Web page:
Q: My bell pepper plants got blossom-end rot earlier this year. It went away, but by then it was late in the season. When the first frost hit, my pepper plant had lots of baby peppers and a lot of blossoms on it. It broke my heart. Could I have dug it up and brought it inside and still gotten some peppers?

A: Bell peppers can be a heartbreak in northern gardens. They’re fussy about temperature and moisture. They don’t want it too hot or too cold, and they need even moisture to avoid blossom-end rot. It helps to cover the ground around them with black plastic or straw to retain moisture and keep the roots an even temperature. Even so, some years are going to be better than others.

It’s hard to see the season change when plants still look vigorous and are still producing. I think of those last peppers and tomatoes as the players left on base, and they always make me wish our summer could be just a little longer.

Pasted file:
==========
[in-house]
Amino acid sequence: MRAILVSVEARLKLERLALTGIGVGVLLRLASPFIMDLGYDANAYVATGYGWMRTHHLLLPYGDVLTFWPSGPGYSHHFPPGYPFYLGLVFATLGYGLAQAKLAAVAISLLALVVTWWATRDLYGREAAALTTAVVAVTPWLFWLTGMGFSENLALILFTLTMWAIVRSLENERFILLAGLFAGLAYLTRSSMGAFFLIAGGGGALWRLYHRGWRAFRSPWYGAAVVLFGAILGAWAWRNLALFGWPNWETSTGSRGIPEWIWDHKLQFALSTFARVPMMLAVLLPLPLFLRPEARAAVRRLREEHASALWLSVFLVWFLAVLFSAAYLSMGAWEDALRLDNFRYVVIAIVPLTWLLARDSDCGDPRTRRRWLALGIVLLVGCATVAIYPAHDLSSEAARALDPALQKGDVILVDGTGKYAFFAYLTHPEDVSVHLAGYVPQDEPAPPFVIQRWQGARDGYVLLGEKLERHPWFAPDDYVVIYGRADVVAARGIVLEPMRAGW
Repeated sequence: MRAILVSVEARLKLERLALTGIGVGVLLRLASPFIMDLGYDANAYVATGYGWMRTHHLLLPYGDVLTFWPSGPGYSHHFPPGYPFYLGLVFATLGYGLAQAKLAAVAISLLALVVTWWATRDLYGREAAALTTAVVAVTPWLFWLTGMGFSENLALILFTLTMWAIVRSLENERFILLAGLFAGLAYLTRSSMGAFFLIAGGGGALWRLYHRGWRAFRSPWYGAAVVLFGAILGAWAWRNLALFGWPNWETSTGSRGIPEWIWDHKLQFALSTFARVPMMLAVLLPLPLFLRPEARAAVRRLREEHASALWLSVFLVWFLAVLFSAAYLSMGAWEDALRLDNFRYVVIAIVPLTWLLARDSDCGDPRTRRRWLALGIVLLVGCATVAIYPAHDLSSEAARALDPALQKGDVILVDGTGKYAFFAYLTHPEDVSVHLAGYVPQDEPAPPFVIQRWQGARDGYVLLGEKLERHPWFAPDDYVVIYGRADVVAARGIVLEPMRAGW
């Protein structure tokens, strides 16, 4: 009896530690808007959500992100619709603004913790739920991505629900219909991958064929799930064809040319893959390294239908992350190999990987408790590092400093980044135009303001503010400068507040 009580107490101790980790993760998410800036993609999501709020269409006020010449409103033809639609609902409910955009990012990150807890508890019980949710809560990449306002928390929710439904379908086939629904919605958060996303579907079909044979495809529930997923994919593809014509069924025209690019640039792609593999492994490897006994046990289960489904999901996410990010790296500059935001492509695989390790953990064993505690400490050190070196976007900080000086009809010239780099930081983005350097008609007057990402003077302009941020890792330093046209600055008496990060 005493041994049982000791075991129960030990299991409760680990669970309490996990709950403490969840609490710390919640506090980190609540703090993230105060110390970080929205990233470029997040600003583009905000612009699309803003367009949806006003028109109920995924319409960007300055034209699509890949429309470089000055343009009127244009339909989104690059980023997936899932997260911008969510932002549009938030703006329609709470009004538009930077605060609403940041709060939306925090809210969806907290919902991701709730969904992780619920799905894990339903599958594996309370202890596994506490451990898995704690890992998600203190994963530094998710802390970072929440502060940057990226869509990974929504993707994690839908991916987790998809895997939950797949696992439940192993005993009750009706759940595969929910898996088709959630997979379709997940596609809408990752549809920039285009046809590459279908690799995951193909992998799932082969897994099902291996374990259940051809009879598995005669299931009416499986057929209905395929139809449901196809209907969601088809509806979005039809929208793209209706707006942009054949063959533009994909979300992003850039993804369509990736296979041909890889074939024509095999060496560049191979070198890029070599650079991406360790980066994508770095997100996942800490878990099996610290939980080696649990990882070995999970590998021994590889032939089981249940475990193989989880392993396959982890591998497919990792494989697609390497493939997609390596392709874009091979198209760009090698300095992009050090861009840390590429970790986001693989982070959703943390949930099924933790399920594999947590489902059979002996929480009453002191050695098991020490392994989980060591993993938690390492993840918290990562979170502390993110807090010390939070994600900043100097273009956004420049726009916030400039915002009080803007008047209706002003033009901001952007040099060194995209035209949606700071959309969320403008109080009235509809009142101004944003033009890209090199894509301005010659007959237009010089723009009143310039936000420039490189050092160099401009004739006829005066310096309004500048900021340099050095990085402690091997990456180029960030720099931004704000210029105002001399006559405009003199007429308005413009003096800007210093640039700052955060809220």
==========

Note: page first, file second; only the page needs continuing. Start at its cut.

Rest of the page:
There are things you can do to extend the season a bit, such as covering sensitive plants when the first cold wave barrels through. But eventually, it all does come to an end. Digging up a pepper plant might be tempting, but it’s not likely to work. Peppers are perennial plants in the tropics, where they’re from, so in theory you could grow them indoors year-round. But your plant would resent being transplanted, and you’d be unlikely to be able to provide it with enough light indoors.

I have had better luck in the garden with jalapeño and ancho peppers than with bell peppers. In general, smaller peppers are more likely to give you a crop than bell peppers are. If you’ve got your heart set on growing bell peppers next year, look for varieties that mature early and are advertised as cold tolerant. I have also had good luck with grafted bell pepper plants — a tasty variety grafted onto tough root stock. You can order them online. They perform better, but they are expensive. I think I wound up spending about $7 for each for the two peppers I got from a grafted plant — but they were perfect, bright red bell peppers, and I was delighted.

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Written by U of M Extension Master Gardeners in St. Louis County. Send questions to features@duluthnews.com.